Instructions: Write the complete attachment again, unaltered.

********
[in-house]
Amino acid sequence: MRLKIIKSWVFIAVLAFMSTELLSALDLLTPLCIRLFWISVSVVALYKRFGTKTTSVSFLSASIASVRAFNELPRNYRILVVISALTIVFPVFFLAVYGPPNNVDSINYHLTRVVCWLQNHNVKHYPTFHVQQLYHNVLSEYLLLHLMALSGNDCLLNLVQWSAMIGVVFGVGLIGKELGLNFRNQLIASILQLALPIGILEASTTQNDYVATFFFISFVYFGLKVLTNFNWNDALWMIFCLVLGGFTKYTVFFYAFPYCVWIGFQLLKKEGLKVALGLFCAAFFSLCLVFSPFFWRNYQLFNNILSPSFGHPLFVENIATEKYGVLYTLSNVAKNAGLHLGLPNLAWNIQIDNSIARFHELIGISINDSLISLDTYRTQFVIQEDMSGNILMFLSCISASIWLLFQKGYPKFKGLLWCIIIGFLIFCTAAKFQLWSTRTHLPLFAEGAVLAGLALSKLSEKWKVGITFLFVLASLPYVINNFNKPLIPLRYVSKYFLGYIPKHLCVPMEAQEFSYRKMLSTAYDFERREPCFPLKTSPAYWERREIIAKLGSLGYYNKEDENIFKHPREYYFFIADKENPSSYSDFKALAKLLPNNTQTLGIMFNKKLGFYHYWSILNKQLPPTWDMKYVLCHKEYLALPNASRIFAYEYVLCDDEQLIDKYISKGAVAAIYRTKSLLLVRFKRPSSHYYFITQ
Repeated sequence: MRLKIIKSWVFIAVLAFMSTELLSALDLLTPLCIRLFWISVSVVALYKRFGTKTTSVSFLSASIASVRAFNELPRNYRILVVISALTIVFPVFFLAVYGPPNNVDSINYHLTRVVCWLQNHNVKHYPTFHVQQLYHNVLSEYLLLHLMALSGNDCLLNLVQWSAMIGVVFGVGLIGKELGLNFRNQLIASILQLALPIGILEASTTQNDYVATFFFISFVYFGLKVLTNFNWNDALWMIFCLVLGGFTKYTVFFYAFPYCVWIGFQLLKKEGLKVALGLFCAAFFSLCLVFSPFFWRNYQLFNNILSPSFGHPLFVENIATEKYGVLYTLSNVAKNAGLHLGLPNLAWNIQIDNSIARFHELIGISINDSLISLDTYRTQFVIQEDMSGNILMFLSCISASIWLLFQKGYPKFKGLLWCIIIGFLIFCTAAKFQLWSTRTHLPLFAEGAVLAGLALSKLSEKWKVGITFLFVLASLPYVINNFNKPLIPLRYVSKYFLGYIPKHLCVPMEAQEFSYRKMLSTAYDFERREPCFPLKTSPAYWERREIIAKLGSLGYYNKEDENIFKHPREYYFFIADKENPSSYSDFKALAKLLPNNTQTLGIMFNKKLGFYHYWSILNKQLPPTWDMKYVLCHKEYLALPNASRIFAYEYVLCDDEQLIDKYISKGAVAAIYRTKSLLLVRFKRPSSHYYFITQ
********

[in-house]
Amino acid sequence: MRLKIIKSWVFIAVLAFMSTELLSALDLLTPLCIRLFWISVSVVALYKRFGTKTTSVSFLSASIASVRAFNELPRNYRILVVISALTIVFPVFFLAVYGPPNNVDSINYHLTRVVCWLQNHNVKHYPTFHVQQLYHNVLSEYLLLHLMALSGNDCLLNLVQWSAMIGVVFGVGLIGKELGLNFRNQLIASILQLALPIGILEASTTQNDYVATFFFISFVYFGLKVLTNFNWNDALWMIFCLVLGGFTKYTVFFYAFPYCVWIGFQLLKKEGLKVALGLFCAAFFSLCLVFSPFFWRNYQLFNNILSPSFGHPLFVENIATEKYGVLYTLSNVAKNAGLHLGLPNLAWNIQIDNSIARFHELIGISINDSLISLDTYRTQFVIQEDMSGNILMFLSCISASIWLLFQKGYPKFKGLLWCIIIGFLIFCTAAKFQLWSTRTHLPLFAEGAVLAGLALSKLSEKWKVGITFLFVLASLPYVINNFNKPLIPLRYVSKYFLGYIPKHLCVPMEAQEFSYRKMLSTAYDFERREPCFPLKTSPAYWERREIIAKLGSLGYYNKEDENIFKHPREYYFFIADKENPSSYSDFKALAKLLPNNTQTLGIMFNKKLGFYHYWSILNKQLPPTWDMKYVLCHKEYLALPNASRIFAYEYVLCDDEQLIDKYISKGAVAAIYRTKSLLLVRFKRPSSHYYFITQ
Repeated sequence: MRLKIIKSWVFIAVLAFMSTELLSALDLLTPLCIRLFWISVSVVALYKRFGTKTTSVSFLSASIASVRAFNELPRNYRILVVISALTIVFPVFFLAVYGPPNNVDSINYHLTRVVCWLQNHNVKHYPTFHVQQLYHNVLSEYLLLHLMALSGNDCLLNLVQWSAMIGVVFGVGLIGKELGLNFRNQLIASILQLALPIGILEASTTQNDYVATFFFISFVYFGLKVLTNFNWNDALWMIFCLVLGGFTKYTVFFYAFPYCVWIGFQLLKKEGLKVALGLFCAAFFSLCLVFSPFFWRNYQLFNNILSPSFGHPLFVENIATEKYGVLYTLSNVAKNAGLHLGLPNLAWNIQIDNSIARFHELIGISINDSLISLDTYRTQFVIQEDMSGNILMFLSCISASIWLLFQKGYPKFKGLLWCIIIGFLIFCTAAKFQLWSTRTHLPLFAEGAVLAGLALSKLSEKWKVGITFLFVLASLPYVINNFNKPLIPLRYVSKYFLGYIPKHLCVPMEAQEFSYRKMLSTAYDFERREPCFPLKTSPAYWERREIIAKLGSLGYYNKEDENIFKHPREYYFFIADKENPSSYSDFKALAKLLPNNTQTLGIMFNKKLGFYHYWSILNKQLPPTWDMKYVLCHKEYLALPNASRIFAYEYVLCDDEQLIDKYISKGAVAAIYRTKSLLLVRFKRPSSHYYFITQ